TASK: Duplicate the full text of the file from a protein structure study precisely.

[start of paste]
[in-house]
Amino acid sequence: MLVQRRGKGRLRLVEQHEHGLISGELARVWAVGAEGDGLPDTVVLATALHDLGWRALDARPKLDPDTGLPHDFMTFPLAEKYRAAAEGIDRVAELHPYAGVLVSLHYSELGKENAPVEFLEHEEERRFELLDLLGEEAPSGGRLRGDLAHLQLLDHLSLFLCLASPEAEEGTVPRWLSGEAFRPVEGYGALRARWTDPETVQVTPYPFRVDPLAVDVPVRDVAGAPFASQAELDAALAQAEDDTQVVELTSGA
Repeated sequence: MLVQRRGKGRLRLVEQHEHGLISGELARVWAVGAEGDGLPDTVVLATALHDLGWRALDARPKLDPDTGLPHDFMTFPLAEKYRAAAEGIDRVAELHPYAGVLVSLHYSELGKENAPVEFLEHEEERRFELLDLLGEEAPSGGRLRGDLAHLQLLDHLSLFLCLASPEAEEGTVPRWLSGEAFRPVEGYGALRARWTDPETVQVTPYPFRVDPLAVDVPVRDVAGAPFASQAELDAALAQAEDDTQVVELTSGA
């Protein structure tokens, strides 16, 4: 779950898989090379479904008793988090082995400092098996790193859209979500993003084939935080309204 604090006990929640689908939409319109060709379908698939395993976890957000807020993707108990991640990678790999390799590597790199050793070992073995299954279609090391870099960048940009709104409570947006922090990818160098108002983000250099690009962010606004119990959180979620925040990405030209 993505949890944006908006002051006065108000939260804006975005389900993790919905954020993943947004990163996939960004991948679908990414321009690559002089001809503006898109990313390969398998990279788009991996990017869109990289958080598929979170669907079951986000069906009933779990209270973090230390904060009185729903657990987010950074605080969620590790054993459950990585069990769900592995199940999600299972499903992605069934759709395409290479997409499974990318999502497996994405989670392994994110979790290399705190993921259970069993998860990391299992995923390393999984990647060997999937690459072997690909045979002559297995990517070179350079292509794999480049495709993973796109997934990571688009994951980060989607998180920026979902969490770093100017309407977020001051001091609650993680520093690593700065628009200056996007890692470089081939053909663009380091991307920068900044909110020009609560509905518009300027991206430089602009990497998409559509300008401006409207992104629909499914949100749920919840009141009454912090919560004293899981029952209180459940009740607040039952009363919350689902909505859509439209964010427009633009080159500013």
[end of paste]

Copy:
[in-house]
Amino acid sequence: MLVQRRGKGRLRLVEQHEHGLISGELARVWAVGAEGDGLPDTVVLATALHDLGWRALDARPKLDPDTGLPHDFMTFPLAEKYRAAAEGIDRVAELHPYAGVLVSLHYSELGKENAPVEFLEHEEERRFELLDLLGEEAPSGGRLRGDLAHLQLLDHLSLFLCLASPEAEEGTVPRWLSGEAFRPVEGYGALRARWTDPETVQVTPYPFRVDPLAVDVPVRDVAGAPFASQAELDAALAQAEDDTQVVELTSGA
Repeated sequence: MLVQRRGKGRLRLVEQHEHGLISGELARVWAVGAEGDGLPDTVVLATALHDLGWRALDARPKLDPDTGLPHDFMTFPLAEKYRAAAEGIDRVAELHPYAGVLVSLHYSELGKENAPVEFLEHEEERRFELLDLLGEEAPSGGRLRGDLAHLQLLDHLSLFLCLASPEAEEGTVPRWLSGEAFRPVEGYGALRARWTDPETVQVTPYPFRVDPLAVDVPVRDVAGAPFASQAELDAALAQAEDDTQVVELTSGA
């Protein structure tokens, strides 16, 4: 779950898989090379479904008793988090082995400092098996790193859209979500993003084939935080309204 604090006990929640689908939409319109060709379908698939395993976890957000807020993707108990991640990678790999390799590597790199050793070992073995299954279609090391870099960048940009709104409570947006922090990818160098108002983000250099690009962010606004119990959180979620925040990405030209 993505949890944006908006002051006065108000939260804006975005389900993790919905954020993943947004990163996939960004991948679908990414321009690559002089001809503006898109990313390969398998990279788009991996990017869109990289958080598929979170669907079951986000069906009933779990209270973090230390904060009185729903657990987010950074605080969620590790054993459950990585069990769900592995199940999600299972499903992605069934759709395409290479997409499974990318999502497996994405989670392994994110979790290399705190993921259970069993998860990391299992995923390393999984990647060997999937690459072997690909045979002559297995990517070179350079292509794999480049495709993973796109997934990571688009994951980060989607998180920026979902969490770093100017309407977020001051001091609650993680520093690593700065628009200056996007890692470089081939053909663009380091991307920068900044909110020009609560509905518009300027991206430089602009990497998409559509300008401006409207992104629909499914949100749920919840009141009454912090919560004293899981029952209180459940009740607040039952009363919350689902909505859509439209964010427009633009080159500013």